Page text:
To accomplish these tasks, the MTPO will attend several neighborhood meetings throughout the months of August and September. These visits will involve MTPO staff members presenting the Pedestrian Plan details, along with maps of their area which depict current sidewalk and infrastructure conditions. The intent of these on site meetings will be to further “drill down” which areas will be the most feasible to include in the initial phase of sidewalk installations or repairs, based not only on the key factors, but also on public input from the residents in those areas.
When these site visits are completed, the MTPO staff and consultants will use this information to draft a 5-year project action plan to be presented to the Stakeholders Committee on November 4th 2015, with a final Public Workshop to follow on November 18th. A final Pedestrian Master Plan is expected to be presented to the MTPO Policy Board for approval in early 2016.
Items Presented at 7/29/15 Stakeholder Committee Meeting
Stakeholder Committee notes from workshop held on 7/29/2015
Information presented at the workshop held on 7/29/2015
Pedestrian Demand Areas Heat Map
Vision, Goals, and Actions
City Seeks Input on Topeka’s First Pedestrian Master Plan
Community Workshop Held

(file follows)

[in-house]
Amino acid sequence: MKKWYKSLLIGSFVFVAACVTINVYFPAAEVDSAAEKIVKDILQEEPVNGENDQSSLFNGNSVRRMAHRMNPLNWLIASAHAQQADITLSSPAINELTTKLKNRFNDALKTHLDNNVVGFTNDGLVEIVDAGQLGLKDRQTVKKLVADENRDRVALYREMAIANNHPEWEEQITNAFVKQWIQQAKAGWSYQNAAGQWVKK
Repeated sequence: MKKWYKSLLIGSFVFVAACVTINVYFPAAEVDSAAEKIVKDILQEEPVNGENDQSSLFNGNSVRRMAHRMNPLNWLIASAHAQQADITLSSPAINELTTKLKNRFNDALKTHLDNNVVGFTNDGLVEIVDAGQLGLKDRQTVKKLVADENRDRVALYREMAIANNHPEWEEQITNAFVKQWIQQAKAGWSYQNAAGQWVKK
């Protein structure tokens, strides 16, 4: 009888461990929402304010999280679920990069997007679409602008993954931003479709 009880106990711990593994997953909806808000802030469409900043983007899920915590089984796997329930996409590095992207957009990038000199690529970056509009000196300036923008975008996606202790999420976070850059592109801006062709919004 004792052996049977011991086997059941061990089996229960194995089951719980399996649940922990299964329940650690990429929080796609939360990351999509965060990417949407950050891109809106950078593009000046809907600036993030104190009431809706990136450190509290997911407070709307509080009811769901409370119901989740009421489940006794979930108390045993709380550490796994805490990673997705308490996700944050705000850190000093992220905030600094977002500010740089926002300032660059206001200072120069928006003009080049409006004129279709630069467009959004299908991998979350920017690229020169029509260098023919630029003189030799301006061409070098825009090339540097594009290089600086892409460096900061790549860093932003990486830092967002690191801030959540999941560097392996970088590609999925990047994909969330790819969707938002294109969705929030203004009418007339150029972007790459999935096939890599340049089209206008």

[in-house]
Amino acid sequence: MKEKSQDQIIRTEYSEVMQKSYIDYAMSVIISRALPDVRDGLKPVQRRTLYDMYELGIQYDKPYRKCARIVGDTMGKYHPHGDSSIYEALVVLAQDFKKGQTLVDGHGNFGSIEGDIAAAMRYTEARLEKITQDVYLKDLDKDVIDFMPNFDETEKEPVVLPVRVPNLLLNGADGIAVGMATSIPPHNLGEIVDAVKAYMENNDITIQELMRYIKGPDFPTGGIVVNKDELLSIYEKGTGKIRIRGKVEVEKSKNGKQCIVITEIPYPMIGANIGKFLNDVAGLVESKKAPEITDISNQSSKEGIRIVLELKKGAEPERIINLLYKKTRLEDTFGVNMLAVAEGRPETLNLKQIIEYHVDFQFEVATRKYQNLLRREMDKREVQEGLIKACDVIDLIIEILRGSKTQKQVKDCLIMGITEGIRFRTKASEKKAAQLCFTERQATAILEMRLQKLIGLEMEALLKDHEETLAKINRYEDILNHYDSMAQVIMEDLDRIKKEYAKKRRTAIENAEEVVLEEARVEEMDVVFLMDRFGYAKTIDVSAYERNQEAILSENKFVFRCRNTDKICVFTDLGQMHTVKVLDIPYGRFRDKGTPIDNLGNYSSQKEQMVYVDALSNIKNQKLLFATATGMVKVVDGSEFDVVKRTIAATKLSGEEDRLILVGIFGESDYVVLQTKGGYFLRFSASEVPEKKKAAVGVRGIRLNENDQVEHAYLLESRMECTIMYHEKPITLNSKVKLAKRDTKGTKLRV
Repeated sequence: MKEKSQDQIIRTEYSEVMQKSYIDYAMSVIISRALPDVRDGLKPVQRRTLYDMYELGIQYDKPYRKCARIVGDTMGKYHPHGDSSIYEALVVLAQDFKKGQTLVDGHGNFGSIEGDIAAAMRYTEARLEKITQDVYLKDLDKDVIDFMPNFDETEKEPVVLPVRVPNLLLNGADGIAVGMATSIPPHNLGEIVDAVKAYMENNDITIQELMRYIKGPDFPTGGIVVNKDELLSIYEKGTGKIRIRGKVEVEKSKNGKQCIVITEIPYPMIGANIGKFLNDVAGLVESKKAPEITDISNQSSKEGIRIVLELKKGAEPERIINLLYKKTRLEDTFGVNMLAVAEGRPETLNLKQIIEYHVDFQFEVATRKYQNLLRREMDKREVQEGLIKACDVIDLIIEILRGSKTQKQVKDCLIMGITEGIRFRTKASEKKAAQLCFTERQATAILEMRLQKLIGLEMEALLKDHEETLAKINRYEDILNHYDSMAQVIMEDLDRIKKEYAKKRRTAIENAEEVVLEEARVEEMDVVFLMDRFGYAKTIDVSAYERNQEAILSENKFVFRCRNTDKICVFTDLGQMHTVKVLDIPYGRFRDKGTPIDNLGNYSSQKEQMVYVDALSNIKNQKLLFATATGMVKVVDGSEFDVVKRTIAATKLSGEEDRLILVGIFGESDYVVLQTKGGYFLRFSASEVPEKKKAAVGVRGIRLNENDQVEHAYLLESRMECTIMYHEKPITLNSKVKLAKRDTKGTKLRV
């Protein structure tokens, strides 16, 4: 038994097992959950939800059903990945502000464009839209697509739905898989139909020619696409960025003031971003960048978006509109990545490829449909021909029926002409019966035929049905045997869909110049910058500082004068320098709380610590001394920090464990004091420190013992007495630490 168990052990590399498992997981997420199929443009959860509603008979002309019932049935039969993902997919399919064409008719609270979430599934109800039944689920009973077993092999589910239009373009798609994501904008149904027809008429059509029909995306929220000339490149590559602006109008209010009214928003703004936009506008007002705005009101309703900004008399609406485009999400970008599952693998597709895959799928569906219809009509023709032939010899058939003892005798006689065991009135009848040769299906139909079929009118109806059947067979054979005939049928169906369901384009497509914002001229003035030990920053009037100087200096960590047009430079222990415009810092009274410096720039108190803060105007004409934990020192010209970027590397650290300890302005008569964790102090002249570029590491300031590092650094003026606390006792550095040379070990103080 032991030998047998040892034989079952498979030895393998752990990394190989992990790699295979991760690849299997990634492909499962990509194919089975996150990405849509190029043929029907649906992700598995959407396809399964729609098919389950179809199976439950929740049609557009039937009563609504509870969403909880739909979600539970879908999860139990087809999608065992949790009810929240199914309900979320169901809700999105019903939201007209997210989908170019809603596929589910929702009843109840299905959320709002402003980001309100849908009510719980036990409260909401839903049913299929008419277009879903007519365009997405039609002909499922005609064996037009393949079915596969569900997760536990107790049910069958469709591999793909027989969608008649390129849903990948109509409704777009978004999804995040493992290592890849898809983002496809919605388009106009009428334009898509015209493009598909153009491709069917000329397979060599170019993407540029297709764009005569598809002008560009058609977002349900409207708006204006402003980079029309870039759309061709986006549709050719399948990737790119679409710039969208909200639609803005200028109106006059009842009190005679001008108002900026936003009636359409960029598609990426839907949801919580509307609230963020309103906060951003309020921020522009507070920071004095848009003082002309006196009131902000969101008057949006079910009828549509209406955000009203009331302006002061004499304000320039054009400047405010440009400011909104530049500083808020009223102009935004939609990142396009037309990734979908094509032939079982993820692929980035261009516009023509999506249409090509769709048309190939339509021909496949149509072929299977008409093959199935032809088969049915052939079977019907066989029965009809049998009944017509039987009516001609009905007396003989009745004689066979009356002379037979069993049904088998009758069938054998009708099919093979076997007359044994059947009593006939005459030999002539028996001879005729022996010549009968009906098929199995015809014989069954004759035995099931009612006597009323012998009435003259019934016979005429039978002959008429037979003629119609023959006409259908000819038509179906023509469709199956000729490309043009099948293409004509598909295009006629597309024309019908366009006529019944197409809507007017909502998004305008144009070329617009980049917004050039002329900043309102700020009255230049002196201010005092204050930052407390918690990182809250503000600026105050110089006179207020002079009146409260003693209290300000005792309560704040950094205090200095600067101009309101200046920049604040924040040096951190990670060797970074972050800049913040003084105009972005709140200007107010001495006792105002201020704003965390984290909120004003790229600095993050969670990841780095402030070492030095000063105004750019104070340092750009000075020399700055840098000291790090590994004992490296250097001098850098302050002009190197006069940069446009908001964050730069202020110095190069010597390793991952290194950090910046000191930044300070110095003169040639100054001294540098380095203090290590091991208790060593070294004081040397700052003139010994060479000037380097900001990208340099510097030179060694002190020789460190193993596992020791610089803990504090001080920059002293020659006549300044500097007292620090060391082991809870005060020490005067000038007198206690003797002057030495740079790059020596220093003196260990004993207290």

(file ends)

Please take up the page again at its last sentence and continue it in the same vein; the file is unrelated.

TOPEKA, Kan. – This month the Metropolitan Topeka Planning Organization (MTPO), in coordination with the City of Topeka, is kicking off the planning process for the City’s first-ever pedestrian master plan. The goal of the plan is to create safe and connected walkways between schools, parks, shopping districts, workplaces, and other popular destinations.
On March 24, 2015, a community worshkshop was held for anyone with an interest in walkability. It began with a short presentation, and participants were asked to identify key goals, top issues, and necessary improvements for walkability in their neighborhoods and around Topeka, such as locations for improved street crossing and sidewalk infrastructure. For those who could not attend the workshop, an online survey and mapping tool has been launched and can be accessed through the links above.
The input gathered will used to inform the initial draft of the Topeka Pedestrian Master Plan. A second workshop will be scheduled later in 2015 to discuss the draft plan with the community.
The plan is one piece of a larger effort to improve quality of life through the development of vibrant neighborhoods and greater transportation choices serving pedestrians, bicyclists, transit users, and motorists. A consultant team consisting of Toole Design Group and Vireo has been selected to assist with the effort.
Walking is already estimated to be significant in the city. Approximately 1,300 Topeka residents report to the U.S. Census Bureau that they walk to work on a regular basis, and an estimated 1,650 K-8 children walk to Topeka schools. The total number of daily pedestrian trips is estimated to be between 70,000 and 75,000, with the balance of walking trips made for recreation, exercise, personal errands, and visiting friends or relatives.
PEDESTRIAN PLAN APPENDICES:
Appendix A - Community Workshop
Appendix B - Listening Sessions
Appendix C - Community Survey
Appendix D - Stakeholder Committee Meeting Notes
Appendix E - Neighborhood Meetings List
Appendix F - Complete Streets Checklist
Appendix G Planned Street Reconstruction Projects
Appendix H - School Walking Routes
Appendix I-A - Field Inventory Report
Appendix I-B - Inventory Questions
Appendix J - Pedestrian Funding Sources